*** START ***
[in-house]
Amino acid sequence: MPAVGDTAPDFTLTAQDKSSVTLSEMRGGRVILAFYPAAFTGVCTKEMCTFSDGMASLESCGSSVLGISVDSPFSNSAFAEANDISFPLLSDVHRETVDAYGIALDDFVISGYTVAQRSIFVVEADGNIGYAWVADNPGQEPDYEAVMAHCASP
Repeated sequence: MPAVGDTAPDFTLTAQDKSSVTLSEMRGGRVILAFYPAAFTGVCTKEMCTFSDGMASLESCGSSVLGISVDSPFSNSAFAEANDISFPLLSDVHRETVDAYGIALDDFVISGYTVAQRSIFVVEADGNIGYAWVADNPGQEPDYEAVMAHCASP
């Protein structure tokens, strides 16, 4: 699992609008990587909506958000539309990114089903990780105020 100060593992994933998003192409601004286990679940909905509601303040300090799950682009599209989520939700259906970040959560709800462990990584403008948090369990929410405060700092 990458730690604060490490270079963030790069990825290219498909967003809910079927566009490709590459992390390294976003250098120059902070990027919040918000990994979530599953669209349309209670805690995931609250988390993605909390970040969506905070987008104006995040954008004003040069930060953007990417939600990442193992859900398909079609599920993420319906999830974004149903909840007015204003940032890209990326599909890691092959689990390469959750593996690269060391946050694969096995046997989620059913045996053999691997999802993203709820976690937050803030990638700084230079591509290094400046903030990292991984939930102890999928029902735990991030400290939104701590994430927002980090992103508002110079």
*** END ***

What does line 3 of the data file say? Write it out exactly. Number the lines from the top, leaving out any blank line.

Repeated sequence: MPAVGDTAPDFTLTAQDKSSVTLSEMRGGRVILAFYPAAFTGVCTKEMCTFSDGMASLESCGSSVLGISVDSPFSNSAFAEANDISFPLLSDVHRETVDAYGIALDDFVISGYTVAQRSIFVVEADGNIGYAWVADNPGQEPDYEAVMAHCASP